has the average been above a c-note. check date ra, reebok and retail sales tomorrow. january consumer credit tomorrow and the big jobs report friday. so it's crucial this week we continue to get signs, that soft data and hard data. all the ingredients are in place for a major bump in spending. wages have to start heating up. anecdotal evidence is hinting this should have occurred months ago. friday we'll see evidence that the economy is cook with gas and people are making more money. that's the big story from the spending report. wealthier household are spending big time. $73 from $70. but those households with $90,000 or more, their average
spendi surged. you can lmt thwealth effect, but i thinpeoplee more cash and are starting to put it to work. the market is at all-time highs. folks now understand that nobody is going to look to punish them for having a robust 401k. that means things will only get better from here. a million dollar payday for charity officials. should the trump administration keep planned parenthood open if they agree on one thing? i'll tell what it is next. when ♪ou have $4.95
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only crowd f.b.i. workers. men and women whose countless acts of heroism seems to get lost in the headlines, especially when it involves politics and politicians. i focus on the fact that america is at an impasse. i think we are going backwards. the younger generation, they don't get a chance to supersede the achievements of their parents. such a predicament. the host of problems could make law enforcement more complicated than it has become. know you are safer tonight for the countless men and women who rare live give credit but too often keep the ire of the public. these folks give up a lot. especially those here in new york where their pay checks barely cover monthly expenses.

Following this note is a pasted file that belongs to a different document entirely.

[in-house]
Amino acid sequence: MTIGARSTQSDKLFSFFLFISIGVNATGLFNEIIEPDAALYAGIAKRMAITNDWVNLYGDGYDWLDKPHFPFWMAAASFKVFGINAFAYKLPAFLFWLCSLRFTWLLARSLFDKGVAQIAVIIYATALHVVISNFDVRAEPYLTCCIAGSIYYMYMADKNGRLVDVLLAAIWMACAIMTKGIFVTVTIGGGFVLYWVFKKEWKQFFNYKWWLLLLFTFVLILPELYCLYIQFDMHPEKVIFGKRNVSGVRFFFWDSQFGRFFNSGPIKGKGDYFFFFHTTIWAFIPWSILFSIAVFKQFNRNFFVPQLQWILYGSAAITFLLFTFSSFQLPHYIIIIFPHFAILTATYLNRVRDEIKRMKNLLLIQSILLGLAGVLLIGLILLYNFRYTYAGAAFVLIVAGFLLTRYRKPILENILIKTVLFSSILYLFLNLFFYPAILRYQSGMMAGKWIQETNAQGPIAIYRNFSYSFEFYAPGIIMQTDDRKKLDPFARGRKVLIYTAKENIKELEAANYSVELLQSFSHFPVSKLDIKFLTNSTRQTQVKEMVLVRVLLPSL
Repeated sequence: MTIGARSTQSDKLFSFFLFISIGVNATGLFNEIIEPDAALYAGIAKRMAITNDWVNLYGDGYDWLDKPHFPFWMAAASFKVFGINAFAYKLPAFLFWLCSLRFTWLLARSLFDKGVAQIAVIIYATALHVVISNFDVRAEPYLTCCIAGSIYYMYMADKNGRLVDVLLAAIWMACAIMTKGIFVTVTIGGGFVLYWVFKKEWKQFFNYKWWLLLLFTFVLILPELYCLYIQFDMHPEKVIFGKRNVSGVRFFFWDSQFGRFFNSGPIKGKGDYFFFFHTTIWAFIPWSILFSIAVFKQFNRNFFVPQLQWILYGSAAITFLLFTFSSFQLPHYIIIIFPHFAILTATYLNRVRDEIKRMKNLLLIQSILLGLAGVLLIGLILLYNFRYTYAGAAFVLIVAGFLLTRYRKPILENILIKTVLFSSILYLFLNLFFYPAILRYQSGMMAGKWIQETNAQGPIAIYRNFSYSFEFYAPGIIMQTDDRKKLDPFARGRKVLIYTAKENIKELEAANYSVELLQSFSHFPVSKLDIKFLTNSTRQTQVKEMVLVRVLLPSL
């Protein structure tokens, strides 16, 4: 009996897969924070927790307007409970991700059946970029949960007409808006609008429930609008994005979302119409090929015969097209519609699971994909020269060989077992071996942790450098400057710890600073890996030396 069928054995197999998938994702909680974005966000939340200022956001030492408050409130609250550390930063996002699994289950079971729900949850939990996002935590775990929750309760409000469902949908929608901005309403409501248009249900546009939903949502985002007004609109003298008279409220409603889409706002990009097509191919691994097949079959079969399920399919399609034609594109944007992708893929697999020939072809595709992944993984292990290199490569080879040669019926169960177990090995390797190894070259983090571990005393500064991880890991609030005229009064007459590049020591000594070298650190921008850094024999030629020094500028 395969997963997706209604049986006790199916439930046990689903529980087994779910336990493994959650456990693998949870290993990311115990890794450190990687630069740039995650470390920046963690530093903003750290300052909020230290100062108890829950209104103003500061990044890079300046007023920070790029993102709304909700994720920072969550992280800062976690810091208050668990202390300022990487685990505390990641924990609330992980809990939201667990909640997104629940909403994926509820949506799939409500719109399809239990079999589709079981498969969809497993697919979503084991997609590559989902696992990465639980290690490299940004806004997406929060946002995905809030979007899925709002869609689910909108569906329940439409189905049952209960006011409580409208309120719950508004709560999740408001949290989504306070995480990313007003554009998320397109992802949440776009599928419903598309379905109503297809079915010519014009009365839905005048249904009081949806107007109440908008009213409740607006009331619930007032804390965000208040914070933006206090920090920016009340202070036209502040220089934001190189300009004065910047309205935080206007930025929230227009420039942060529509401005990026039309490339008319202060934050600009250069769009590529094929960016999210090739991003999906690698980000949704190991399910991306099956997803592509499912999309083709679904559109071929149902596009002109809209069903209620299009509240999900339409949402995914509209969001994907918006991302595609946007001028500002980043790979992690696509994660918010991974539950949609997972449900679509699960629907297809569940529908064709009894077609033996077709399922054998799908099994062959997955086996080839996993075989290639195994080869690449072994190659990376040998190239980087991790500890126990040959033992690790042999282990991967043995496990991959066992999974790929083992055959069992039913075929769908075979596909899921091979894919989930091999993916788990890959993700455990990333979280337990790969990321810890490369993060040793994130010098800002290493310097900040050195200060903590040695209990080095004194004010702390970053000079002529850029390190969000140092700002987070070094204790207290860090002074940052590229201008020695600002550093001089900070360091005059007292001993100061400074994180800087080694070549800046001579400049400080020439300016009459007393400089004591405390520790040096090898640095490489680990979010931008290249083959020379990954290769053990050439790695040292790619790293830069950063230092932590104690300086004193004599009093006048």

for me it was an honor and i want to say to the f.b.i., thank you very much. there is a report president trump may fund planned parenthood under one condition. the "new york times" is reporting is that they stop providing abortions. i tweeted about this before going to break. people are saying no deal. adriana, your thoughts? >> i understand their position. planned parenthood doesn't need our money. in their tax timing in 2014, they had $127 million surplus in excess of revenue. clearly they do not need our money. where i think our money is better spent is funding the 13,000 or more community health the centers we have around the country that provide comprehensive healthcare to women without providing the abortion. i think that's a better way to go. charles: shelby, how do you see
it. >> that's an impressive display of donald trump's negotiating skills. donald trump says maybe we'll fund you, but you have to stop abortions. hisser has had tremendous influence on him when it comes to this issue. he recognized on the campaign trail -- charles: before he ran for office eco night once upon a time. it will be interesting to see how he can influence house and senaten possibly couple to some sort of solution. right now he's muddying the watters a bit with the new house gop plan. charles: i think planned parenthood has mud yesterday the water. the point that you make, it's a wealthy organizations that very rich progressive limousine liberals.
billionaires donate money to them all the time. i'm not sure why they need our money. >> planned parenthood claims the federal funding they receive doesn't go towards abortion. that's because they claim that they get $350 million in private donations that they use for the abortion. before it's creative book keeping. they didn't get half billion from the taxpayers, this shufls this whole thing. planned parenthood provides valuable services in terms of the women's health screenings and so forth. but that's being provide through these 13,500 medical centered through the united states through title 10 fudged and medicaid. i think it makes more sense to keep offering communities, especially low income community where some women don't have